"Supporting Fellow Christians"
Paul and the Philippian church had a very special bond; they loved Jesus and loved each other. Today, I believe we can learn a few tips from them on how to support fellow Christians who are in the spiritual fight for Jesus; and doing so will make us more joyful.
1: Pray for them
(v1-5) I wonder if Timotheus (Timothy) is partly writing this book; does he interject, "Put this in there!" Or perhaps the wording simply means he's the one with the pen while Paul tells him what to write down. Paul writes to all the saints in Christ Jesus which are at Philippi, not just to a single church; and all who are truly saved are part of the same church. I believe the bishops are like pastors, Sunday School teachers, etc., and the deacons are servants, administrators, bookkeepers, those in charge of lawn care, distribution of goods to the poor, etc. All Christians are important, whatever their role.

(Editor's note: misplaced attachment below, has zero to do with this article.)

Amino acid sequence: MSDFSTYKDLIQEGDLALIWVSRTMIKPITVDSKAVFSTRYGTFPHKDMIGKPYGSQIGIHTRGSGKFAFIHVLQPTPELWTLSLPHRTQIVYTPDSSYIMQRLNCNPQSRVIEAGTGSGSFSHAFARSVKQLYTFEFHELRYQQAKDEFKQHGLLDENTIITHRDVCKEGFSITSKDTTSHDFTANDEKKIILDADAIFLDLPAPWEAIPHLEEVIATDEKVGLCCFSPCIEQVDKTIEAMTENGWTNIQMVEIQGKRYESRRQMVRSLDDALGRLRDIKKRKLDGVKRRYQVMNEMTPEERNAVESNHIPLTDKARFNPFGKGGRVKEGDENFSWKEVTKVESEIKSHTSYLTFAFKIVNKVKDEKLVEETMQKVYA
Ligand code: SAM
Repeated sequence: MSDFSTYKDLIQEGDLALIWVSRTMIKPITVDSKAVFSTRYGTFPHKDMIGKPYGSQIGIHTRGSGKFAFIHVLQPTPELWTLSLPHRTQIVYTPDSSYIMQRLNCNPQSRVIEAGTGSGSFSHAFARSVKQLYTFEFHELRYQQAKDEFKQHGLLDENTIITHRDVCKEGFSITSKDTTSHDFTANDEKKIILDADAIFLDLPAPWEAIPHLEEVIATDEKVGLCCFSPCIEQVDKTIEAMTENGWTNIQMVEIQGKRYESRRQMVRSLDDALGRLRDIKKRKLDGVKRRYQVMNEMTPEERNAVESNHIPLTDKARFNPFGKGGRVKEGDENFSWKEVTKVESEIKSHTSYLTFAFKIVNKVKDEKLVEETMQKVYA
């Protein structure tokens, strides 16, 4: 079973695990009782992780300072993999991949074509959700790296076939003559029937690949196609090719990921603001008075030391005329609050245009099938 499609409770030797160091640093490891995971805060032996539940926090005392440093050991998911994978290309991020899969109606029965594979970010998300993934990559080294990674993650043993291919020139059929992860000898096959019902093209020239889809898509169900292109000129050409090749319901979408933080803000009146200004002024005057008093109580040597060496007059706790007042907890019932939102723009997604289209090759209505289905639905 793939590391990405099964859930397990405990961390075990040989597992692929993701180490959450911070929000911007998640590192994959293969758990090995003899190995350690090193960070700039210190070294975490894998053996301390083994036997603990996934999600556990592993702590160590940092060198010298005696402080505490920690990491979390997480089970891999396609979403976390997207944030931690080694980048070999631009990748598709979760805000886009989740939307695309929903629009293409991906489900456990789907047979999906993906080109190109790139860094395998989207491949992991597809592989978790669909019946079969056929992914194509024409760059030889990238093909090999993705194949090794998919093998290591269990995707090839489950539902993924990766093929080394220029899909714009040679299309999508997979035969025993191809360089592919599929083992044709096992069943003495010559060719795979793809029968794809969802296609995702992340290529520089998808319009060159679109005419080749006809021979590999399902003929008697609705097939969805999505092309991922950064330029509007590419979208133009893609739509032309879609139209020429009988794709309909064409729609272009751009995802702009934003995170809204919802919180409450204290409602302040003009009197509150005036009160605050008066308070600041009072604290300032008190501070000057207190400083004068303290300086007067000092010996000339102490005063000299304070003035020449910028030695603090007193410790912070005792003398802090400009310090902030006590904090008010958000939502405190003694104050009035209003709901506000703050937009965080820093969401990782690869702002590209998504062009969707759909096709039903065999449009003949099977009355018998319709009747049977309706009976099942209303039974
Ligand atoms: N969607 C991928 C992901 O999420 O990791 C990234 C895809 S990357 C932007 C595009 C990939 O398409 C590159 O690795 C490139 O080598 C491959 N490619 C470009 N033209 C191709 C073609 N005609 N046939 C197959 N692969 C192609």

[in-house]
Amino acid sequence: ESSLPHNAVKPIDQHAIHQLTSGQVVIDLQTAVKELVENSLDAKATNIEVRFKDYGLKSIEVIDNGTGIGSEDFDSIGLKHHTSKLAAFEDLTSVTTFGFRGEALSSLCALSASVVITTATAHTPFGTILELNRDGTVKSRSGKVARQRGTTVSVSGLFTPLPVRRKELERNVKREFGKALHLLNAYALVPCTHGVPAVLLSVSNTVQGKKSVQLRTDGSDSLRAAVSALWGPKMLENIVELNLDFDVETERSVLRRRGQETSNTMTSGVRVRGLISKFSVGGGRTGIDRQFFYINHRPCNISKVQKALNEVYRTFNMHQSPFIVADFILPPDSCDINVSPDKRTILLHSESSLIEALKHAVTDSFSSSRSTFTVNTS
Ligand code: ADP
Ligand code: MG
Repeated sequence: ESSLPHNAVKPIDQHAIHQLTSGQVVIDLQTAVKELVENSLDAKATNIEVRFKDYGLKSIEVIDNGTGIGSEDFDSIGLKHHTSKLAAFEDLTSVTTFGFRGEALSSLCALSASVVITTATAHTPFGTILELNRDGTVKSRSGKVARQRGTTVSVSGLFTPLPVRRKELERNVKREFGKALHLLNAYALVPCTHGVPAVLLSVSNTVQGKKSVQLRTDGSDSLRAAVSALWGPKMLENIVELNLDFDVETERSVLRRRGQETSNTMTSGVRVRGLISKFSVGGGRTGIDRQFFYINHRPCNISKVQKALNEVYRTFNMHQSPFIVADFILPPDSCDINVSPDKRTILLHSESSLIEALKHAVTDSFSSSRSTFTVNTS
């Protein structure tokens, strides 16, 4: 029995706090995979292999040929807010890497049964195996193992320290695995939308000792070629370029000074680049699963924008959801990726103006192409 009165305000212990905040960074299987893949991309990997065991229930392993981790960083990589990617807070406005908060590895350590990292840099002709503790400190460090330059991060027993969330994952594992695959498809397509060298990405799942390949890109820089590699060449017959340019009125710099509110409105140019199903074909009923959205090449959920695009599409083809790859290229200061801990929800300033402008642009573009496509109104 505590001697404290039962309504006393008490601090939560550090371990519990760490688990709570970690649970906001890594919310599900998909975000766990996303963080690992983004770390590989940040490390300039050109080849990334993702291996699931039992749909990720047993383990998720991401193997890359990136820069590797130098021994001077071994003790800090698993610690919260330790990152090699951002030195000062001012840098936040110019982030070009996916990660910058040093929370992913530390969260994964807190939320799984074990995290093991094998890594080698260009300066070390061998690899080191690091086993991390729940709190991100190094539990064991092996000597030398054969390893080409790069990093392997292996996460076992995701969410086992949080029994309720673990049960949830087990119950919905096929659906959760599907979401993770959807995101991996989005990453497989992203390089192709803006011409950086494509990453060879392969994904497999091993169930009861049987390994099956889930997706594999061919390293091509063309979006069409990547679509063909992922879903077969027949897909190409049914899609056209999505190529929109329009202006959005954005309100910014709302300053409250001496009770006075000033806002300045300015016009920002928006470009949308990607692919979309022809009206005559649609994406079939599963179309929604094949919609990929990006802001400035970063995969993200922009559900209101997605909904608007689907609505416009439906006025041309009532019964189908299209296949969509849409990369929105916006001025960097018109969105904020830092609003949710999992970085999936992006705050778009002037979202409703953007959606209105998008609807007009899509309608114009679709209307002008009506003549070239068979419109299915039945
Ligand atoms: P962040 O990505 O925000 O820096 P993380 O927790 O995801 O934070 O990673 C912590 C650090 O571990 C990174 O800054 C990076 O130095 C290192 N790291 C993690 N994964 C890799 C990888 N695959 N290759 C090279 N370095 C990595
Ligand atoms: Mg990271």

(v2) Paul says Grace be unto you, and peace, not just one or the other. Grace without peace would be like begrudgingly showering someone with blessings because "it's the right thing to do," or because you're obligated. On the other hand, peace without grace would be simply agreeing not to punish someone for wrongdoing, or simply not being hostile; but God the Father and the Lord Jesus Christ give us both. God has not only forgiven us (peace), but on top of that has blessed us (grace).
(v3) Apparently, Paul was praying an awful lot! He isn't using hyperbole. His prayer life is certainly convicting to me, and I've been trying to pray more lately myself. When is the last time you remembered someone and prayed for them? Or when is the last time you thanked God for a godly person in your life?